A Small Shared Condo Features Smart Storage Solutions and Over 50 Different Houseplants
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Name: Alicia Mazzara, my husband, Rob, and an alarming number of houseplants Location: Columbia Heights neighborhood — Washington, DC
Type of home: Condo
Size: 600 square feet
Years lived in: 4 years, owned
Tell us a little (or a lot) about your home and the people who live there: I live with my husband, Rob, and over 50 different houseplants. We’ve lived in D.C. for over a decade and met at graduate school at George Washington University. We’re now living the nonprofit worker life, though I also run a small side business called Rock Paper Plant with my friend Cielo. We teach creative workshops and sell wall-mounted plants. We moved from an apartment about twice this size, and I will admit that I had a small meltdown while unpacking because I didn’t think we’d be able to fit everything in. (Rob might quibble with my use of “small” here.)
But learning how to downsize has some great benefits; it forces you to think creatively about how to to live. For example, we aren’t afraid to switch up the layout as needed to accommodate different activities. We’ll move the sectional back and expand the dining table to host game nights or for me to teach private workshops. We even came up with a configuration to host 16 people theater-style for a movie night. We’ve also made very deliberate furniture choices. Most of our furniture is modular (sectional and dining table) or does double duty with storage space inside or underneath (coffee table and bed). Our home even helped inspire my small business: When I was running out of room on the windowsill, I started experimenting with mounting my plants so I could use the vertical space as well.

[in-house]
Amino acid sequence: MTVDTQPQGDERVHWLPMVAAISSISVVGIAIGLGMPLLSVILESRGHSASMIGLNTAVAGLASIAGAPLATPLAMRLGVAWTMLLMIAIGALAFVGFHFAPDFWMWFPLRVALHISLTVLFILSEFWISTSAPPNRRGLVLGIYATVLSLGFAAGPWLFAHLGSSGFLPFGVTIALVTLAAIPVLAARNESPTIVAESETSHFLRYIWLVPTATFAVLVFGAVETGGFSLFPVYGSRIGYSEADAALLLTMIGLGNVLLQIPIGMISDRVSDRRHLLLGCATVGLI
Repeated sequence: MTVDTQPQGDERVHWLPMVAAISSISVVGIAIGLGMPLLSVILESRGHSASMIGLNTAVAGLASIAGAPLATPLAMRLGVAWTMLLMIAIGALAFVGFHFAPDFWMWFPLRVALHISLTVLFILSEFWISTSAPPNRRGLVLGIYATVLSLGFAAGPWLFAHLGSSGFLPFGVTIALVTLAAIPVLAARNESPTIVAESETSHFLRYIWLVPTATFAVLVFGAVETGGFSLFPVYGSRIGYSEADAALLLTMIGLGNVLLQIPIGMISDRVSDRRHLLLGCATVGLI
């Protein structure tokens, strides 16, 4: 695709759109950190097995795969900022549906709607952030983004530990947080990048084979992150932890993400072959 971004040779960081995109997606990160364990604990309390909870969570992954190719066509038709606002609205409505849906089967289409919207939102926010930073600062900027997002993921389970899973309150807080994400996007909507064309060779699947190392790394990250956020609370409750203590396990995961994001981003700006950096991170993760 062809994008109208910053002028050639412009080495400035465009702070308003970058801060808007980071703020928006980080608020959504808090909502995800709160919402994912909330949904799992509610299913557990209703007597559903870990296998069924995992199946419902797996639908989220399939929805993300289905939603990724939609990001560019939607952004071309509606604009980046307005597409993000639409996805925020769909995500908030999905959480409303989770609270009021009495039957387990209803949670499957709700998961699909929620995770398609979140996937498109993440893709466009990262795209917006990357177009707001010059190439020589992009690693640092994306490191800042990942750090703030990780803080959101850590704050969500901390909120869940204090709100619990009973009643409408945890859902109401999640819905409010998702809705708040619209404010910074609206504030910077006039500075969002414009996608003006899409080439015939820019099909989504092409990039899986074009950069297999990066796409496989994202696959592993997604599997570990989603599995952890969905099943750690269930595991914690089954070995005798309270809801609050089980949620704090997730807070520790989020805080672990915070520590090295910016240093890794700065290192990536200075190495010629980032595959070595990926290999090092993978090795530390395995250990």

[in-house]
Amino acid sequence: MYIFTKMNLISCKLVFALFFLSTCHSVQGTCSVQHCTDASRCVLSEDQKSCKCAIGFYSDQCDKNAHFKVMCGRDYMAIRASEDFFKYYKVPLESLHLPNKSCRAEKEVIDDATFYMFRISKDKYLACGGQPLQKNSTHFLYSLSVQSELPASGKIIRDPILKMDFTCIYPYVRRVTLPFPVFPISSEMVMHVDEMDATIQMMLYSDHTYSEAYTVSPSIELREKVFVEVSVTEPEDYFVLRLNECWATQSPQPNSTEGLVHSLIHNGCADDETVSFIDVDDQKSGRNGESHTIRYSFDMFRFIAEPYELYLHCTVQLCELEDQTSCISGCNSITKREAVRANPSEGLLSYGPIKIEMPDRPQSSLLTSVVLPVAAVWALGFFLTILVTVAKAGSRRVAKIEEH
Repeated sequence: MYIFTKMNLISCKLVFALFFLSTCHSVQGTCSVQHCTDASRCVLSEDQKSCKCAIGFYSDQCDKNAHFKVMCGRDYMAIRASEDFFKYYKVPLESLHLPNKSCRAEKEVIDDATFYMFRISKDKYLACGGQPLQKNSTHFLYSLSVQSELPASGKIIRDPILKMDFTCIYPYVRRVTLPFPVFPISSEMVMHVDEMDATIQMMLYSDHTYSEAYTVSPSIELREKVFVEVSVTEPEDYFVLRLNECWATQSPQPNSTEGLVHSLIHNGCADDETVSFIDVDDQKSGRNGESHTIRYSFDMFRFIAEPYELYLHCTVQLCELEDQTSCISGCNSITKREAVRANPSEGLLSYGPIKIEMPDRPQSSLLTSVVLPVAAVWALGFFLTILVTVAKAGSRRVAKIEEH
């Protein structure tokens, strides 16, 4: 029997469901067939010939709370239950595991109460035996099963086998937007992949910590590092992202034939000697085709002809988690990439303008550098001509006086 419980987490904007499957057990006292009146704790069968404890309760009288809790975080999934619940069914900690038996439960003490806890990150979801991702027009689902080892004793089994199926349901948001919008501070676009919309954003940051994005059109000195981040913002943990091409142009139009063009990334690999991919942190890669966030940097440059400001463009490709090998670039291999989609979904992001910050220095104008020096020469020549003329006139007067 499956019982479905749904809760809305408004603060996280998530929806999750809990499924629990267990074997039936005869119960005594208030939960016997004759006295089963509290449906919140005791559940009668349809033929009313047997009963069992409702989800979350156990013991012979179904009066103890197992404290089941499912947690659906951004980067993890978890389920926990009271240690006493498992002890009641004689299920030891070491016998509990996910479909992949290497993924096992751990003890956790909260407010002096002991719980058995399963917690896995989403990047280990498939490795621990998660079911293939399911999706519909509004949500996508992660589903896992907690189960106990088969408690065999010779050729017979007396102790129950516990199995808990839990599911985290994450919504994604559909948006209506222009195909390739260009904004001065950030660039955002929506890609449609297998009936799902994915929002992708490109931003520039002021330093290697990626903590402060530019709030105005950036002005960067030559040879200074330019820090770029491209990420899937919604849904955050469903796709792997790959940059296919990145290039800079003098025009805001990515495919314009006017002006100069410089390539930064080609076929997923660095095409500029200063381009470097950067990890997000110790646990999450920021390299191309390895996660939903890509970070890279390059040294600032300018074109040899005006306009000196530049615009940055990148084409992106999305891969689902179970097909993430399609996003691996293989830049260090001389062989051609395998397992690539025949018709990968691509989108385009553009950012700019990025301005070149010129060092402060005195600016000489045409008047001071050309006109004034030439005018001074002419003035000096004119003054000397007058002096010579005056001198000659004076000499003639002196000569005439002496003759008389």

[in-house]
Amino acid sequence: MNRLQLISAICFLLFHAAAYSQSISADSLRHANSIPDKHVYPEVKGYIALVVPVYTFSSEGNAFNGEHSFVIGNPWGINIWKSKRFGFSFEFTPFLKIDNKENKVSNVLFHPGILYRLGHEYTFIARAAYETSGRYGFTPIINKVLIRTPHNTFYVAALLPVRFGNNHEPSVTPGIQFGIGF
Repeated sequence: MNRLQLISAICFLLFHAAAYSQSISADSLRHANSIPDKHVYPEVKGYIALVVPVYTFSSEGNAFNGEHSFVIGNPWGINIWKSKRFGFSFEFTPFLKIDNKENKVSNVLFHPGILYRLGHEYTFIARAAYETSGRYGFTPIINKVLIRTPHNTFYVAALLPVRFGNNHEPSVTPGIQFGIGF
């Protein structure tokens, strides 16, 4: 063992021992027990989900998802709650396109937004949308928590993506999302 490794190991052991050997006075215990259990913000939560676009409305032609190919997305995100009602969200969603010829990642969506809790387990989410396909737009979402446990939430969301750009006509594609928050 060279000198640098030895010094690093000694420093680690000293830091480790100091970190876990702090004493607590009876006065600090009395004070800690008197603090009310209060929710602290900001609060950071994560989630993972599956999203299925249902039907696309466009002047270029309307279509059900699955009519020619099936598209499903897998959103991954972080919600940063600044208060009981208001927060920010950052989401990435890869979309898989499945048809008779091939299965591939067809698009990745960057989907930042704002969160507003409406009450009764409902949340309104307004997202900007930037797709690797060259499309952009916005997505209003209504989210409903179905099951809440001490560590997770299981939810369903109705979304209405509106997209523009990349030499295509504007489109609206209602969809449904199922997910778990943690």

What is your favorite room and why? I love the dining room, living room, and kitchen equally… because they’re all the same room. But in all seriousness, I love this room because it’s warm, cozy, and full of personality. I’m drawn to bold colors, patterns, animals, and anything with a retro or mid-century feel—hence my use of the term “toddler grandma style.” I think the red gallery wall is the perfect encapsulation of this, from the quirky taxidermy deer from Horrible Adorables to the vintage fruit crate labels.
If you could magically change something about your home, what would it be? There could always be more natural light! We live on the first floor, so neighboring buildings do block more of the sky than I’d like. The plants get a bit of an assist from our Modsprout Grow Bar.
What’s the last thing you bought (or found!) for your home? This dapper ocelot plate from West Elm. We actually own four of these fancy animal plates and use them as decor. You can see her dapper buddies (fox, owl, and bunny) on our gallery wall.
Any advice for creating a home you love? Focus on where you spend the most time. We love our bedroom and bathroom as well, but we’ve invested the most time (and money) in our living/dining area because it’s where we hang out, work, relax, and entertain.
Other small space dwellers have said it before, but I’ll say it again: Invest in items that you love, because you’ll have to look at them. All. The. Time. That can mean saving up for the nice shoe rack, or it could mean doing some DIY or upcycling projects. You don’t have to Konmari your whole house, but it is worth asking if something sparks joy before bringing it home.
Be true to yourself! My mom is an interior designer and my dad is an architect. When they first came to visit, I felt a lot of pressure to make sure my home was up to their design standards. Truth be told, it’s probably not–because we have very different personal styles. In the end, I took a cue from my own wardrobe. I’ve always been drawn to playful, colorful, vintage-inspired fashion. Minimalism and white walls have been all the rage for a while, but I’m a maximalist at heart. Your home isn’t going to be for everyone. But it should be for you.
This submission’s responses have been edited for length and clarity.